JCU Associate Professor Zoltan Sarnyai said it was the first meta-analysis study to compare the level of cortisol in a waking patient's body with the stage of schizophrenia they are suffering.
Dr Sarnyai said it means doctors may be able to eventually identify those who will develop full-blown psychosis from amongst those who present with early stages of the disease.
"Only some 20 to 30 per cent of individuals who are at high-risk of developing psychosis due to their clinical presentation or family history actually do so. Identifying those people early is where the cortisol measurement comes in.
"Biomarkers are very few and far between in psychiatry, so even though a huge amount of work is still needed, this could become a valuable technique," said Dr Sarnyai.
Researchers at the Psychiatric Neuroscience Laboratory at the Australian Institute of Tropical Health and Medicine (AITHM) at JCU, conducted a meta-analysis of 11 studies.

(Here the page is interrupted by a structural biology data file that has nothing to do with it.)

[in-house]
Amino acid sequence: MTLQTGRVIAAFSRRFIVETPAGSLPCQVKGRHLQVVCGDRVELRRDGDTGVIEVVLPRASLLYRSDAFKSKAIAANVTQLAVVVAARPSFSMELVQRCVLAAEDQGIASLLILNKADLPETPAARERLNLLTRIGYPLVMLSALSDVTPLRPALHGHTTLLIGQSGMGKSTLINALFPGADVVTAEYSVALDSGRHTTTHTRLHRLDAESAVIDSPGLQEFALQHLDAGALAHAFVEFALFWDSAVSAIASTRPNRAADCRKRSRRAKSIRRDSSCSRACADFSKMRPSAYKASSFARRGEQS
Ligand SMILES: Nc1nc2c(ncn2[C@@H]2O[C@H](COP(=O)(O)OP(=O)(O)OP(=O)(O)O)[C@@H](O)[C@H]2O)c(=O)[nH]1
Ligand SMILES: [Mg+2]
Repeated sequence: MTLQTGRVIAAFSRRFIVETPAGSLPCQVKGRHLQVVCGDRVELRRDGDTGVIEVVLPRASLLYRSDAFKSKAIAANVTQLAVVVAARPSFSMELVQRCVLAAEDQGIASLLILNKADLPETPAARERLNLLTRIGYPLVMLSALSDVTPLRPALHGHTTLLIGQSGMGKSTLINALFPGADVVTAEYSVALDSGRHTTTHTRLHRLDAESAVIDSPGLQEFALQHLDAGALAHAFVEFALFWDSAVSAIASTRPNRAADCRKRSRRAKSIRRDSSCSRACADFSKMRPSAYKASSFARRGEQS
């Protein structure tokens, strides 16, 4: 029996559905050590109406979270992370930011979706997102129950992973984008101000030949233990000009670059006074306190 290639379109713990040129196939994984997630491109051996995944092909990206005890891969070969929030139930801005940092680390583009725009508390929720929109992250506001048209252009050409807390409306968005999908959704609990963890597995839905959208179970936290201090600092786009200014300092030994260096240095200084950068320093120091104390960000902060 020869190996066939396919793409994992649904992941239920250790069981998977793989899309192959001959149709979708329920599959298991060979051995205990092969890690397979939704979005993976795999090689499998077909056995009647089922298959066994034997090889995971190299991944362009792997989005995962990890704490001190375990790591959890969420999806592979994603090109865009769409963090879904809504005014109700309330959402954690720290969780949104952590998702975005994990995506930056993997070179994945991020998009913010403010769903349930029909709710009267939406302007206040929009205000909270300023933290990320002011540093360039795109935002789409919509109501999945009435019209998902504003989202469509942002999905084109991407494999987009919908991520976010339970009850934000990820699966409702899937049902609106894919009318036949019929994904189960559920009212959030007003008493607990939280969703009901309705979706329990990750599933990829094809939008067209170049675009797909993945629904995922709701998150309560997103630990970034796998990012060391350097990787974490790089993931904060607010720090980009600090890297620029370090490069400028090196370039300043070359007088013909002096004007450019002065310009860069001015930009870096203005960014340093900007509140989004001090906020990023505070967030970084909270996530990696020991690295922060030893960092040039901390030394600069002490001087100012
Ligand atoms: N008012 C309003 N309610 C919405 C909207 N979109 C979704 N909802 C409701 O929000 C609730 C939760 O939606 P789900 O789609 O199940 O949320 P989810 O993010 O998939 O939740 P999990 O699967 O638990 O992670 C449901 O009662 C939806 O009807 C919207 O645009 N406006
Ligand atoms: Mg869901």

The resulting paper, published in Neuroscience & Biobehavioral Reviews, shows that patients have different levels of the stress hormone after awakening (Cortisol Awakening Response, CAR) relative to healthy controls.
Co-author of the study, JCU's Dr Maximus Berger, said scientists had suspected cortisol had a role in psychotic disorders for a long time, but until now, some results had been contradictory.
"We were able to show that patients with psychosis fail to produce cortisol after they wake up in the morning. We found this even in patients with recent onset of the illness," said Dr Berger.
The paper identified some evidence to suggest that high-risk individuals who later develop psychosis already have changes in cortisol before they develop the illness.
Dr Sarnyai said low CAR levels are also an indicator of risk for other chronic diseases and have been linked to systemic inflammation and changes in the gut flora -- which meant there was the potential for early diagnosis and treatment of these conditions too.